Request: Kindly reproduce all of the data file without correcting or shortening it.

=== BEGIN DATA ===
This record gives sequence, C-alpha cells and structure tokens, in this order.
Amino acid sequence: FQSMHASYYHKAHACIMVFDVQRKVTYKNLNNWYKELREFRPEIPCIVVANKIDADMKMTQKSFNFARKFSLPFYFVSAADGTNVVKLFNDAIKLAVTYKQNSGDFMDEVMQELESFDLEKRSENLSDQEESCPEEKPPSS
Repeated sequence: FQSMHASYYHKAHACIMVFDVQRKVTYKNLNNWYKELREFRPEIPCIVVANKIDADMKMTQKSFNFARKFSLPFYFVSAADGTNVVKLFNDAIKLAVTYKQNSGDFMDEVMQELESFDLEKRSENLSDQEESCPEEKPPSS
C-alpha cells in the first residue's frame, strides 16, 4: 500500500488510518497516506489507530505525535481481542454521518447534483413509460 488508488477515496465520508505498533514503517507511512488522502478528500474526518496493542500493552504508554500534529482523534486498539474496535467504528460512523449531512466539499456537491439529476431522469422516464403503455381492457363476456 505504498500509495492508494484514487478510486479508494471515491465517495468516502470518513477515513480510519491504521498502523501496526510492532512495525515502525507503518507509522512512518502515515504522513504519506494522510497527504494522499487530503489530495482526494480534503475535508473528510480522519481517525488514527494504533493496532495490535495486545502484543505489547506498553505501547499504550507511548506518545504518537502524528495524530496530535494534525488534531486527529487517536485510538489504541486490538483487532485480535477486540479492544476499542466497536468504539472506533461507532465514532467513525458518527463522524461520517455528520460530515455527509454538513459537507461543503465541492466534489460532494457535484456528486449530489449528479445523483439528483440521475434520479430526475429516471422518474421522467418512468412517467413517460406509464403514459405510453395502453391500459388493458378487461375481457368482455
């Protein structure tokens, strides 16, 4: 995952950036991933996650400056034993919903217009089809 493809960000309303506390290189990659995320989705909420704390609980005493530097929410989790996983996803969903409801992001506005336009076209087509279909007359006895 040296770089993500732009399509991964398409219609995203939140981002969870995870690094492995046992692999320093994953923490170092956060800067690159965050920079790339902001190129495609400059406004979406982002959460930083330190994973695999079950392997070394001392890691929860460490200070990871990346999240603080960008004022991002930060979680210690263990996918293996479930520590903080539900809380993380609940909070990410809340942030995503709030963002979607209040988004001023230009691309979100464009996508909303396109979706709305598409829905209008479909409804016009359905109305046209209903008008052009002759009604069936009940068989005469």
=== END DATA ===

This record gives sequence, C-alpha cells and structure tokens, in this order.
Amino acid sequence: FQSMHASYYHKAHACIMVFDVQRKVTYKNLNNWYKELREFRPEIPCIVVANKIDADMKMTQKSFNFARKFSLPFYFVSAADGTNVVKLFNDAIKLAVTYKQNSGDFMDEVMQELESFDLEKRSENLSDQEESCPEEKPPSS
Repeated sequence: FQSMHASYYHKAHACIMVFDVQRKVTYKNLNNWYKELREFRPEIPCIVVANKIDADMKMTQKSFNFARKFSLPFYFVSAADGTNVVKLFNDAIKLAVTYKQNSGDFMDEVMQELESFDLEKRSENLSDQEESCPEEKPPSS
C-alpha cells in the first residue's frame, strides 16, 4: 500500500488510518497516506489507530505525535481481542454521518447534483413509460 488508488477515496465520508505498533514503517507511512488522502478528500474526518496493542500493552504508554500534529482523534486498539474496535467504528460512523449531512466539499456537491439529476431522469422516464403503455381492457363476456 505504498500509495492508494484514487478510486479508494471515491465517495468516502470518513477515513480510519491504521498502523501496526510492532512495525515502525507503518507509522512512518502515515504522513504519506494522510497527504494522499487530503489530495482526494480534503475535508473528510480522519481517525488514527494504533493496532495490535495486545502484543505489547506498553505501547499504550507511548506518545504518537502524528495524530496530535494534525488534531486527529487517536485510538489504541486490538483487532485480535477486540479492544476499542466497536468504539472506533461507532465514532467513525458518527463522524461520517455528520460530515455527509454538513459537507461543503465541492466534489460532494457535484456528486449530489449528479445523483439528483440521475434520479430526475429516471422518474421522467418512468412517467413517460406509464403514459405510453395502453391500459388493458378487461375481457368482455
């Protein structure tokens, strides 16, 4: 995952950036991933996650400056034993919903217009089809 493809960000309303506390290189990659995320989705909420704390609980005493530097929410989790996983996803969903409801992001506005336009076209087509279909007359006895 040296770089993500732009399509991964398409219609995203939140981002969870995870690094492995046992692999320093994953923490170092956060800067690159965050920079790339902001190129495609400059406004979406982002959460930083330190994973695999079950392997070394001392890691929860460490200070990871990346999240603080960008004022991002930060979680210690263990996918293996479930520590903080539900809380993380609940909070990410809340942030995503709030963002979607209040988004001023230009691309979100464009996508909303396109979706709305598409829905209008479909409804016009359905109305046209209903008008052009002759009604069936009940068989005469």